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Juvenile Courts and the Juvenile Justice System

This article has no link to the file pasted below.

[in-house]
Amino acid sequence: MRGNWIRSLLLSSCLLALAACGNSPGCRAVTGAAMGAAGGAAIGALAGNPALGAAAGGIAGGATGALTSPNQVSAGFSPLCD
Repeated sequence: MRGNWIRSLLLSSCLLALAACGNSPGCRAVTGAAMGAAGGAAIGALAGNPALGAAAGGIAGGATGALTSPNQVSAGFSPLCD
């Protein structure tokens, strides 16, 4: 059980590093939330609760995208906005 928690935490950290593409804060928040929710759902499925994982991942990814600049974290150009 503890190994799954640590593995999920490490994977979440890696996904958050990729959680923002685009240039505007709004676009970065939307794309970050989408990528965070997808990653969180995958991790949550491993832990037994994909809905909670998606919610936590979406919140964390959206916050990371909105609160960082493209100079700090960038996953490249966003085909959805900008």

1. You are a juvenile probation officer who is assigned to the intake unit. On Friday afternoon, a 15-year-old juvenile is brought to the intake unit by a police officer for stealing clothing worth $250 from a local department store. The officer states the juvenile has been cooperative since the arrest, and the officer has never arrested this juvenile before. You check the county records to obtain the delinquency history of this juvenile. You discover that two years ago the juvenile was taken into custody for running away from home and was released to the custody of his parents. After looking at the juvenile’s prior history, you contact the juvenile’s parents. The parents do not seem concerned that their son has been taken into custody and make the remark that they expected this to occur sooner or later. The parents also tell you that the juvenile has begun to skip school but has not been arrested for this behavior. What do you do with the case? Do you petition the case to juvenile court, handle the matter informally by placing the juvenile on informal probation, or dismiss the case altogether? What factors led you to make your decision? 2. Review the concept of parens patriae and explain why some states deny juvenile offenders the qualified right to post bail. Give your own opinion about the qualified right to post bail. 3. Joseph has been taken into custody for robbery of a convenience store. He was 14 years old at the time he allegedly committed the offense. During the robbery, Joseph displayed a handgun, but the store attendant was not physically injured. Joseph committed this offense with his 18-year-old brother. Joseph has been taken into custody on three prior occasions. Two involved auto theft and the other involved possession of marijuana. Joseph was on probation when he was taken into custody on the robbery charge. He has not been sent to a boot camp or other intermediate sanction program. Using the Kent criteria for guidance, would you waive Joseph to adult court for prosecution or retain the case in juvenile court? What factors led you to waive or retain the case? What sentence do you think Joseph should receive? 4. You are a juvenile court judge in a suburban county. A case involves a 16-year-old juvenile female accused of murder in the stabbing death of her mother during an argument over curfew time. The juvenile has had one prior contact with the juvenile justice system in which she was accused of assault and received one-year probation. She completed her probation term more than a year before her arrest for murder. On the basis of the evidence you hear during the adjudication hearing, you find the juvenile guilty of murder. On the basis of the offense committed, you are allowed by law to sentence the juvenile to either a juvenile institution or an adult prison. Would you sentence the juvenile to prison or an institution? What factors most strongly affected your decision? What impact do you think the institution or prison will have on the juvenile?

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